Perhaps it would be useful to show how to spec the lighting arrays for the greenhouse using the LEDs, fluorescent or CFL. The Missouri U greenhouse could be a used as a template here as it has all the plans already shared and is available to others, here is the link that’s shows all the dimensions http://aes.missouri.edu/bradford/education/solar-greenhouse/solar-greenhouse.php

I would be interesting to see what you  come up with here but only if its an easy task for you to do and you have the time.Time is a precious commodity and i don’t wish to waste any of yours. In fairness the setup shown in the clip above used in a small section of the greenhouse seems to be the best route for me to take.

Regards Mattie
KenD

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Reply with quote  #18 
Ok it seems that from a quality standpoint LED is better than T5. This paper:
http://www.ncbi.nlm.nih.gov/pmc/articles/PMC1087990/ seems to indicate that a small amount of red light around 3000K mixed with blue light around 5-6000K stimulated plant growth. Do you want to use PV or run off grid power? How many hours a day on average to run the lights? The average temperature during the winter of the inside of the greenhouse would be nice as well since some LED controllers have a minimum starting temperature like CFL's do, but not many of them. I have to do my taxes today so I might not have any time to work on it but this shouldn't be to hard to solve.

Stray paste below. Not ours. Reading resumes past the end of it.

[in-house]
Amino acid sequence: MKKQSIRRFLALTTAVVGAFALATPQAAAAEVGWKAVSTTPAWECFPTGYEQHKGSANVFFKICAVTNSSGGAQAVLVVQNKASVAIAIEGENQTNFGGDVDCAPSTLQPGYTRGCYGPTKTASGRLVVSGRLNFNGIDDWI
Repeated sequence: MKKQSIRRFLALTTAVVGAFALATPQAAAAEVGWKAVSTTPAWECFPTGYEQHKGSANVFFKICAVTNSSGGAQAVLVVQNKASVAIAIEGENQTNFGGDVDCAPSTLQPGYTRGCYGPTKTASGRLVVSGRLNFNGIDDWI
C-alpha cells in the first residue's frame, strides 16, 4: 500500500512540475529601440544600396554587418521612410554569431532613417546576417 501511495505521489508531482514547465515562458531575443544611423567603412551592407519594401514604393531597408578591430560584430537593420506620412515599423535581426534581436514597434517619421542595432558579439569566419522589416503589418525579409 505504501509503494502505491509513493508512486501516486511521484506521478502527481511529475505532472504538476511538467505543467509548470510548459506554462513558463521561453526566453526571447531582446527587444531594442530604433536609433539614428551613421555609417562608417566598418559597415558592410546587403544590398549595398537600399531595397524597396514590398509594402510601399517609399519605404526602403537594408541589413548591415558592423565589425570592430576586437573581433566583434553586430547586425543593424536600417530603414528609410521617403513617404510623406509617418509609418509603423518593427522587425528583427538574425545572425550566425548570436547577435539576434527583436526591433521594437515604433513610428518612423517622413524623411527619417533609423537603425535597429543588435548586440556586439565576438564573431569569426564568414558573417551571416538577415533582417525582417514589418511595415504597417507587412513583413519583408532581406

gbwillson

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Reply with quote  #19 
I've spoken to many master gardeners and only one insisted that florescent lights specifically designed for growing plants were worth the cost. A full spectrum bulb, like the sun, has everything plants require for healthy growth, but at a fraction of the price for grow bulbs. I haven't used LED's yet, since I still have life in my florescent bulbs. The cost for LED bulbs are high, and selection is still limited. But the market is catching up fast. 
Greg in MN[comp]
KevinH

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Reply with quote  #20 
Interesting video.  The LED grow lights shown are mostly in the red and blue spectrum needed for photosynthesis.  Regular lights will also include other parts of the spectrum so you are paying to create light the plants don't need.

The reason the lettuce in the video is not turning red is the lack of UV light.

Kevin H
MN